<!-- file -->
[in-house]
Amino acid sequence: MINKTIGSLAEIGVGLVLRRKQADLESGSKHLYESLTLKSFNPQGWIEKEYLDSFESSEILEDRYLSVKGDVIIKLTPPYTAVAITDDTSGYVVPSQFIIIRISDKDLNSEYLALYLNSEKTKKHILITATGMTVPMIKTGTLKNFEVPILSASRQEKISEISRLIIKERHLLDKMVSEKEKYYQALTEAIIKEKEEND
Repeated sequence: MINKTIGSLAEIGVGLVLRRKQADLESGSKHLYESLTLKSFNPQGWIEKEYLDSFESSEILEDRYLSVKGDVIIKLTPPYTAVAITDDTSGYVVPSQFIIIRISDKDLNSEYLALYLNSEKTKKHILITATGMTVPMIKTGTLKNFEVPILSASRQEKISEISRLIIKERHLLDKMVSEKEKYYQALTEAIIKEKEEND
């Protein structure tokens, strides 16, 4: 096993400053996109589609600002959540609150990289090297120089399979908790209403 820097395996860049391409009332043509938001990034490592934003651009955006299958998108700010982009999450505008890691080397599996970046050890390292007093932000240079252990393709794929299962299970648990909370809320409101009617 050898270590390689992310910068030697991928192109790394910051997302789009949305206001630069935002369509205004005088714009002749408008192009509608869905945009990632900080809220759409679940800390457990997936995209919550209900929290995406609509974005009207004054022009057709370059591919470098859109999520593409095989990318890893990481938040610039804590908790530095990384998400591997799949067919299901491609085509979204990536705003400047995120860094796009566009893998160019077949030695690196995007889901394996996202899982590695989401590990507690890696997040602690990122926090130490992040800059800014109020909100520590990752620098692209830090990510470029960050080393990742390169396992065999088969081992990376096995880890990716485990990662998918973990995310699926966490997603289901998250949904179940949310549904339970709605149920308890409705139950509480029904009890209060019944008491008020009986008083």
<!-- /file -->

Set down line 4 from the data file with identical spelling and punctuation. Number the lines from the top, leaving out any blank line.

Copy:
């Protein structure tokens, strides 16, 4: 096993400053996109589609600002959540609150990289090297120089399979908790209403 820097395996860049391409009332043509938001990034490592934003651009955006299958998108700010982009999450505008890691080397599996970046050890390292007093932000240079252990393709794929299962299970648990909370809320409101009617 050898270590390689992310910068030697991928192109790394910051997302789009949305206001630069935002369509205004005088714009002749408008192009509608869905945009990632900080809220759409679940800390457990997936995209919550209900929290995406609509974005009207004054022009057709370059591919470098859109999520593409095989990318890893990481938040610039804590908790530095990384998400591997799949067919299901491609085509979204990536705003400047995120860094796009566009893998160019077949030695690196995007889901394996996202899982590695989401590990507690890696997040602690990122926090130490992040800059800014109020909100520590990752620098692209830090990510470029960050080393990742390169396992065999088969081992990376096995880890990716485990990662998918973990995310699926966490997603289901998250949904179940949310549904339970709605149920308890409705139950509480029904009890209060019944008491008020009986008083």